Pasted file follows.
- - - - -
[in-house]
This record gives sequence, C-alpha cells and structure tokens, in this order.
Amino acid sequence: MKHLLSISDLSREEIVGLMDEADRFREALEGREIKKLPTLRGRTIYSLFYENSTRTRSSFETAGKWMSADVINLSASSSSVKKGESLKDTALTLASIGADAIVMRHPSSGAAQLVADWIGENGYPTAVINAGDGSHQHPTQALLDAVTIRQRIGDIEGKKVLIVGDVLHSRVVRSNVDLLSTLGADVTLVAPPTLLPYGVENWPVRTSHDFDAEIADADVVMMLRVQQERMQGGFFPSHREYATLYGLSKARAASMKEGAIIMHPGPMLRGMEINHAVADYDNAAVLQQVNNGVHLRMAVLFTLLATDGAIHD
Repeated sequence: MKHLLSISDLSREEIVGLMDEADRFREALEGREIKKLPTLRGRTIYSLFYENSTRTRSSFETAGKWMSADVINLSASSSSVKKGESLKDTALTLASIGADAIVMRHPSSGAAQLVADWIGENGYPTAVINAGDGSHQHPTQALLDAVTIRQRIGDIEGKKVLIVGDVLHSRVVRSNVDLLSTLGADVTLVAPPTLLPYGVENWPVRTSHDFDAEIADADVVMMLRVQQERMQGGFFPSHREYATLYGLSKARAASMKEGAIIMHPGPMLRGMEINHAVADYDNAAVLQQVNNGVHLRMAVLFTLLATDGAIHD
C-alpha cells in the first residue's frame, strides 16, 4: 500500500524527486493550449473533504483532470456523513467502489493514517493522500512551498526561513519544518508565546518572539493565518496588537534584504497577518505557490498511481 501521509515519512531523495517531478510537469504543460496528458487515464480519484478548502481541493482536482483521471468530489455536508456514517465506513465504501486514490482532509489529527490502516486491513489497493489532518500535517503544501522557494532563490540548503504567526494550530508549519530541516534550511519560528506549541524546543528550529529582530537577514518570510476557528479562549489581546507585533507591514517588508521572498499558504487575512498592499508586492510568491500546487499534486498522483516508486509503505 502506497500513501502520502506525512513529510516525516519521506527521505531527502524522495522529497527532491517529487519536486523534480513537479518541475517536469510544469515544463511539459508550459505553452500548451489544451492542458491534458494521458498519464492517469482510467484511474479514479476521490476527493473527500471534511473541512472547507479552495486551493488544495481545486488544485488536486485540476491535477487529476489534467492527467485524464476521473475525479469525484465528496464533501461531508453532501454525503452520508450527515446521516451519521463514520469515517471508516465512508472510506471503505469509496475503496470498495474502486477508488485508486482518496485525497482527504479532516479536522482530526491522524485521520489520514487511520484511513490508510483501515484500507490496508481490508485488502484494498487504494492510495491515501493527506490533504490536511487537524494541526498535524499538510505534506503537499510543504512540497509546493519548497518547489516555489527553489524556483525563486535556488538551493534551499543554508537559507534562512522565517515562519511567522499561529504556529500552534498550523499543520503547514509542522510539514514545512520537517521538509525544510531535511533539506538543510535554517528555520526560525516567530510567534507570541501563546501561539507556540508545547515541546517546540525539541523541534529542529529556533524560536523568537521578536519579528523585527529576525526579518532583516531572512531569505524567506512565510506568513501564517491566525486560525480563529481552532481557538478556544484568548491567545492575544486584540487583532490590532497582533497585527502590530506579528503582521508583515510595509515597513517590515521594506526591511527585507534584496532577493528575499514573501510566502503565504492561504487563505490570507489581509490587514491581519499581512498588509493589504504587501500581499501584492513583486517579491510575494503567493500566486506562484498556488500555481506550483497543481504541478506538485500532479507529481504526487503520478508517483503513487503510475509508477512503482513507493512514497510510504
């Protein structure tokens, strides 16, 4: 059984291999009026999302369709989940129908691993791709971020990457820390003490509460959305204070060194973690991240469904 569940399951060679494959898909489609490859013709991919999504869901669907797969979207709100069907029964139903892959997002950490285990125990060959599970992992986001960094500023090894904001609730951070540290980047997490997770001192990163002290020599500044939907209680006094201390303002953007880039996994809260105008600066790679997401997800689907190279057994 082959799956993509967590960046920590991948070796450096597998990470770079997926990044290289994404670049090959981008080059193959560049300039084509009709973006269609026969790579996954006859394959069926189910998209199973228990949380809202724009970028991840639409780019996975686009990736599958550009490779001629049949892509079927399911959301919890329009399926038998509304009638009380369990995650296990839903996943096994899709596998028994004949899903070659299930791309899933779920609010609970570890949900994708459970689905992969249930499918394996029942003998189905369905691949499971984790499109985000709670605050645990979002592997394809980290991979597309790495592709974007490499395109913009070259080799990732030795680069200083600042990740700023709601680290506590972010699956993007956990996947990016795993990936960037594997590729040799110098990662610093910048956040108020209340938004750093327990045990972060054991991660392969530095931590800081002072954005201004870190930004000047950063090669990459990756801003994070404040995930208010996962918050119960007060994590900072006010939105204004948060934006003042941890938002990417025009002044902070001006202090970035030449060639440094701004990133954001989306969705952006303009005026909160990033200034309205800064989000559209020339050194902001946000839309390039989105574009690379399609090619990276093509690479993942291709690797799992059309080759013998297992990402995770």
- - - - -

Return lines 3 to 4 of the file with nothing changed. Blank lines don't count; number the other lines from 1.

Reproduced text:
Amino acid sequence: MKHLLSISDLSREEIVGLMDEADRFREALEGREIKKLPTLRGRTIYSLFYENSTRTRSSFETAGKWMSADVINLSASSSSVKKGESLKDTALTLASIGADAIVMRHPSSGAAQLVADWIGENGYPTAVINAGDGSHQHPTQALLDAVTIRQRIGDIEGKKVLIVGDVLHSRVVRSNVDLLSTLGADVTLVAPPTLLPYGVENWPVRTSHDFDAEIADADVVMMLRVQQERMQGGFFPSHREYATLYGLSKARAASMKEGAIIMHPGPMLRGMEINHAVADYDNAAVLQQVNNGVHLRMAVLFTLLATDGAIHD
Repeated sequence: MKHLLSISDLSREEIVGLMDEADRFREALEGREIKKLPTLRGRTIYSLFYENSTRTRSSFETAGKWMSADVINLSASSSSVKKGESLKDTALTLASIGADAIVMRHPSSGAAQLVADWIGENGYPTAVINAGDGSHQHPTQALLDAVTIRQRIGDIEGKKVLIVGDVLHSRVVRSNVDLLSTLGADVTLVAPPTLLPYGVENWPVRTSHDFDAEIADADVVMMLRVQQERMQGGFFPSHREYATLYGLSKARAASMKEGAIIMHPGPMLRGMEINHAVADYDNAAVLQQVNNGVHLRMAVLFTLLATDGAIHD